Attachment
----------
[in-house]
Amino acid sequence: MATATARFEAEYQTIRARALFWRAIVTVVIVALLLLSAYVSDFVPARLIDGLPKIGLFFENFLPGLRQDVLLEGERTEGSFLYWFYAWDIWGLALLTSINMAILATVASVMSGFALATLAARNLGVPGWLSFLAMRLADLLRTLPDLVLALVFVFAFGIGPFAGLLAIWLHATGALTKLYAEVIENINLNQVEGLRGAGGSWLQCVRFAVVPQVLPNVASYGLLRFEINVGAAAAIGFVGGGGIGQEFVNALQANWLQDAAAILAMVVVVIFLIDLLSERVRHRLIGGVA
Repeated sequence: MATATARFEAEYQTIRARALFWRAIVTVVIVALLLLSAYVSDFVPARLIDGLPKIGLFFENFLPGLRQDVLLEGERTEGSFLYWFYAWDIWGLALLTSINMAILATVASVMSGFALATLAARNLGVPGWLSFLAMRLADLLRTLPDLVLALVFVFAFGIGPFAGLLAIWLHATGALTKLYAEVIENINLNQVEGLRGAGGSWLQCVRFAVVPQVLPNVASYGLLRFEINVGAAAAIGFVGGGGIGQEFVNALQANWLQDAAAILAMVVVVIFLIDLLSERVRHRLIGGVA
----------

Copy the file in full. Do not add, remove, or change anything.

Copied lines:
[in-house]
Amino acid sequence: MATATARFEAEYQTIRARALFWRAIVTVVIVALLLLSAYVSDFVPARLIDGLPKIGLFFENFLPGLRQDVLLEGERTEGSFLYWFYAWDIWGLALLTSINMAILATVASVMSGFALATLAARNLGVPGWLSFLAMRLADLLRTLPDLVLALVFVFAFGIGPFAGLLAIWLHATGALTKLYAEVIENINLNQVEGLRGAGGSWLQCVRFAVVPQVLPNVASYGLLRFEINVGAAAAIGFVGGGGIGQEFVNALQANWLQDAAAILAMVVVVIFLIDLLSERVRHRLIGGVA
Repeated sequence: MATATARFEAEYQTIRARALFWRAIVTVVIVALLLLSAYVSDFVPARLIDGLPKIGLFFENFLPGLRQDVLLEGERTEGSFLYWFYAWDIWGLALLTSINMAILATVASVMSGFALATLAARNLGVPGWLSFLAMRLADLLRTLPDLVLALVFVFAFGIGPFAGLLAIWLHATGALTKLYAEVIENINLNQVEGLRGAGGSWLQCVRFAVVPQVLPNVASYGLLRFEINVGAAAAIGFVGGGGIGQEFVNALQANWLQDAAAILAMVVVVIFLIDLLSERVRHRLIGGVA